Friday, 5 February 2010

Mind the Gap – Where emotional intelligence rules

Anyone who’s been on London’s Underground will have heard the world famous warning for passengers. “Mind the Gap” was introduced in 1969 to warn passengers about the space between the train carriage and the platform. Just like passengers in a hurry or who think they know best run the risk of falling between the two, businesses need to maintain conscious awareness of the very real and tangible gap existing between their strategy and desire to achieve effective operational change.

Business Strategies are specific when it comes to the organisation's mission, vision and objectives; Direction is clear, ROI specified, and growth expectations and market share targets listed to support both. Now the challenge starts. This beautifully constructed well thought out strategy must be turned into operational reality and if the strategy is one that sees the business moving through previously uncharted waters, there will be the inevitable changes along the way to operational practises.

What's all this got to do with emotional intelligence?

In order to successfully translate the strategy, disseminate it through to operations and minimise the pain experienced during times of change, leadership is paramount. In his book “High Flyers – Developing the next generation of leaders”, Morgan W. McCall, Jr talks about linking business strategy and executive development. He suggests an “organisations ability to achieve strategic objectives will depend in large part on the leadership ability of executive leaders.” This makes perfect sense but what makes an effective leader and how can they reduce this very real gap?

Really good quality effective leaders are generally recognised as those who have developed a high degree of emotional intelligence. William Tate references emotional intelligence in his book “The Search for Leadership – An Organisational Perspective” when he discusses the two halves of organisation life. I’ve referred to William Tate in previous posts and will continue to do so because I see how his ‘Systems Thinking’ approach will transform leadership within organisations. His discussion about the two halves of organisation life sees him refer to what he calls the rational half and the non-rational half. The rational side holds all those elements we fully expect to be associated with a business and its strategy: Strategic plans, Directives, Job Titles, Policies, Organisation Charts, etc. These are if you like, tangible things you can physically touch or at least see pinned up on a wall somewhere; they are documents and diagrams that are reference points along with targets that can be measured as time progresses. Then there’s the non-rational half, which is where I firmly believe much more can be achieved at a much faster rate, particularly during times of change. These non-rational factors form the heart of an organisation and are where the gold nuggets are to be found: trust, friendship, power, culture, ambition, fears and insecurities, the corridor conversation and grapevine etc.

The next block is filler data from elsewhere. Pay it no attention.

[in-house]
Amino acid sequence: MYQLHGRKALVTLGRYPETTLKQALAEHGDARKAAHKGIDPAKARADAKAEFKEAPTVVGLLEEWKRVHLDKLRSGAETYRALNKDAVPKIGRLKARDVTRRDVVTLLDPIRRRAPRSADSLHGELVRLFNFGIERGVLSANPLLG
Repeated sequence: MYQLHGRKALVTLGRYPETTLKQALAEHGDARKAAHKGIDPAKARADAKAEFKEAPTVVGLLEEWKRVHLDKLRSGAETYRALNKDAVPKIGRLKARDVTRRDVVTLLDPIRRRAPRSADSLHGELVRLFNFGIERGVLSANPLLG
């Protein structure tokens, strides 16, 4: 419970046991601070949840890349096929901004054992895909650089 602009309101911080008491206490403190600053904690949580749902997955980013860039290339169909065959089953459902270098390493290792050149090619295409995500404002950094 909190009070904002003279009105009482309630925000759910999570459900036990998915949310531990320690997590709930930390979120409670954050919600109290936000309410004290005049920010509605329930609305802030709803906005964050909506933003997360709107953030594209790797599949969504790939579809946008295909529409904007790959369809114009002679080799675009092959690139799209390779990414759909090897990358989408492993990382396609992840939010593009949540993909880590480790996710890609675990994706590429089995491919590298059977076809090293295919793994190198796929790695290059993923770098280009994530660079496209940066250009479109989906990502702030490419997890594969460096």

These non-rational factors are more implicit and concern the “who” rather than the “how”. It’s these things that effective leaders really understand and act upon. They are tuned-in to emotions, feelings, behaviours and motivations in both themselves and those around them. They can answer the ‘what’s in it for me’ question, which is just one of many employees ask when they’re expected to buy-in to the strategy, work for the good of the company and achieve the objectives set to maximise the ROI to ultimately make the shareholders or investors happy.

So here’s my call to action for you. Pull out that strategy and take another look at it. Don’t just look at the how, put effort into considering the who and consider all the non-rational factors as it’s these that will play a far larger part in delivering a well defined strategy. Only once they are understood will you have the solid foundation to be more effective in closing the gap.


  1. Good article. There is a lot that can be learned from the application of EQ in project management. See my article on this topic in

  2. Thanks for the comment Shim.
    Yes there is. Project management is not just about ticking boxes and filling in status reports. Leading and delivering successful projects relies on far more than process, which is why the 'who' is so important. By taking the time to find out what makes people tick helps you genuinely empower them. Result - increased quality, accelerated results, improved ROI.


  3. I am completing my 3rd year BSc credit for software project management. The University syllabus covers planning and estimating in huge detail. The chapters on Human resources, leadership and people skills are "recommended reading - not for exams".

    Project management software these days can calculate formulas and schedules more accurately than a human ever could. Our estimation methods are based on the idea that "all program code is created equal" - it's charged by the line? That is like pricing books based on the number of pages! Only an accountant could have come up with that one!

    What is really needed is the unique human ability to identify risks (which are always about unexpected human behaviour) and manage and motivate individuals.

  4. Dianne
    Thanks for taking the time to comment. It's disappointing to hear the 'who' of the university syllabus is only recommended reading. What with that being left untested and focus remaining on the how to's, is it any wonder project failure rates are so high?